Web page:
. One thing I like a lot, you mean? I asked [Phoebe], You like a lot All right, I said. But the trouble was, I couldn t concentrate. You can t even think of one thing. Yes, I can. Yes, I can. Well, do it then. I like Allie, I said, And I like doing what I m doing what I m doing right now. Sitting here with you, talking, and thinking about stuff, and- Allie s dead- You always say that! If somebody s dead and everything, and in heaven, them it isn t really- I know he s dead! Don t you think I know that I can still like him, though, can t I? Just because somebody s dead, you don t just stop liking them, for God s sake- especially if they were about a thousand times nicer than the people you know that re alive and all. x(Catcher, 171)
Holden holds his view of Allie. Because through death, Allie did remain forever in the field of rye Holden tries to protect. As an adolescent, Holden is hoping to remain in his field of rye, catching the innocent children for the rest of his life. He doesn t realize the only way to stay within the field is to die. We can also find his fondness toward the past when he recollected his elementary school years at the museum.
. … they all looked like they were really flying south, and if you bent your head down and sort of looked at them upside down, they looked in an even bigger hurry to fly south. The best thing, in that museum was that everything always stays right where it was. Nobody d move. You could go there a hundred thousand times, and that Eskimo would still be just finished catching those two fish, the birds would still be way south, the deers would still be drinking out of that water hole, with their pretty antlers and their pretty, skinny legs, and that squaw with the naked bosom would still be weaving that same blanket. Nobaby d be different. The only that would be different would be you. x( Catcher, 121)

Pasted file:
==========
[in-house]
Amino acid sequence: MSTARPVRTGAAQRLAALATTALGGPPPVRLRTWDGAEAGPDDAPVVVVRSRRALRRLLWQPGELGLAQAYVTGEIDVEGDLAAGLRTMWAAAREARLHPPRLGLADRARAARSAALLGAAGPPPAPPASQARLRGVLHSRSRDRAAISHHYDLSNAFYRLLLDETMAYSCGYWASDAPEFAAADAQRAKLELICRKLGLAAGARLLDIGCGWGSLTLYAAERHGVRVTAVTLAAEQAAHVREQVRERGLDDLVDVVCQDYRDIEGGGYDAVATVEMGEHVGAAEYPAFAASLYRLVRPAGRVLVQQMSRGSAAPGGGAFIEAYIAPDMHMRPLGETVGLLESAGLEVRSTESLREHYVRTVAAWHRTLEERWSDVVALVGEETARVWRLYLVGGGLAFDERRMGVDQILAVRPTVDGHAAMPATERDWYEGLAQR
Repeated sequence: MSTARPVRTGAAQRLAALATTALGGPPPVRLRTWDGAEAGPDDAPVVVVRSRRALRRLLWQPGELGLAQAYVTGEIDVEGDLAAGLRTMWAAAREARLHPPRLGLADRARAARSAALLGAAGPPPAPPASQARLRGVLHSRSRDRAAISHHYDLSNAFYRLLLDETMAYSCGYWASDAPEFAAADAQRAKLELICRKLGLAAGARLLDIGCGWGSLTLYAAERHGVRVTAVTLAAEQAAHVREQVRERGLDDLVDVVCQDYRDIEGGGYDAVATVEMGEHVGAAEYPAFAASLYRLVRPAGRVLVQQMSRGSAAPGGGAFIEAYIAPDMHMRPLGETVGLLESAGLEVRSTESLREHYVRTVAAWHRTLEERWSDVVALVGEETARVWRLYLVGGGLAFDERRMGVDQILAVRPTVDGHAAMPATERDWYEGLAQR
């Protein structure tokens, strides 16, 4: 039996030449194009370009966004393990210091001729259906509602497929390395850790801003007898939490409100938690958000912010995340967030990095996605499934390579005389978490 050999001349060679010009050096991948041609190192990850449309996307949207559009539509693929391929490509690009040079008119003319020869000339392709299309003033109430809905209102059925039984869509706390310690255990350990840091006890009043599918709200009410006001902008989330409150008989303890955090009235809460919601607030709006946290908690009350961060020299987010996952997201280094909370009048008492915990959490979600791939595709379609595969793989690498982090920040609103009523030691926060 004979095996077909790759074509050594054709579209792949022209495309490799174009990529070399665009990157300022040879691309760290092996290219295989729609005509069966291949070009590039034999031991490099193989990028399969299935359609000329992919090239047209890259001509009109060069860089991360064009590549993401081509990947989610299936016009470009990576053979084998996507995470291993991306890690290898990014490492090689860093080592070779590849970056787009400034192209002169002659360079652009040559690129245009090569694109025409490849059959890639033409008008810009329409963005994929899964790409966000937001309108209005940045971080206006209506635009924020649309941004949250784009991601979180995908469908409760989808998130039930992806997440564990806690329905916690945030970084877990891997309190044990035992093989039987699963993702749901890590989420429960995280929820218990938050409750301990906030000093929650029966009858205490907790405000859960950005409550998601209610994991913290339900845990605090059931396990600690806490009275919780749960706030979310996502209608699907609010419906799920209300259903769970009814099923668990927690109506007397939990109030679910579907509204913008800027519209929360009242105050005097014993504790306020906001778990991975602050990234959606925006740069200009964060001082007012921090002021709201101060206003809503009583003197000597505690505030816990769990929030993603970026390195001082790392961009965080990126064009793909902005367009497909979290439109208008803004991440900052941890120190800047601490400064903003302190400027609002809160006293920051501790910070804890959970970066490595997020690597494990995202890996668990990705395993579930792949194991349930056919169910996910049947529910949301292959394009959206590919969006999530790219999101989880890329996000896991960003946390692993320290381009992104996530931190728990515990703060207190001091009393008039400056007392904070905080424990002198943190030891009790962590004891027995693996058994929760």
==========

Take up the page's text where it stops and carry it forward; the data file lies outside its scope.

. Certain things they should just stay the they are. You ought to be able to stick them in one of those big glass cases and just leave them alone. x (Catcher,122)
Like Holden s memory of Allie, the museum never changes yet and always remains an image of a part of Holden s past. As a result of his inability to cope with the world and society. Holden is always obsessed with death. For example, he is constantly concerned about the ducks in the pond and think about the unfairness of Allie s death. It is .death of his innocence x. As he walks across the streets in New York, he talks aloud to Allie, begging him not to let him disappear.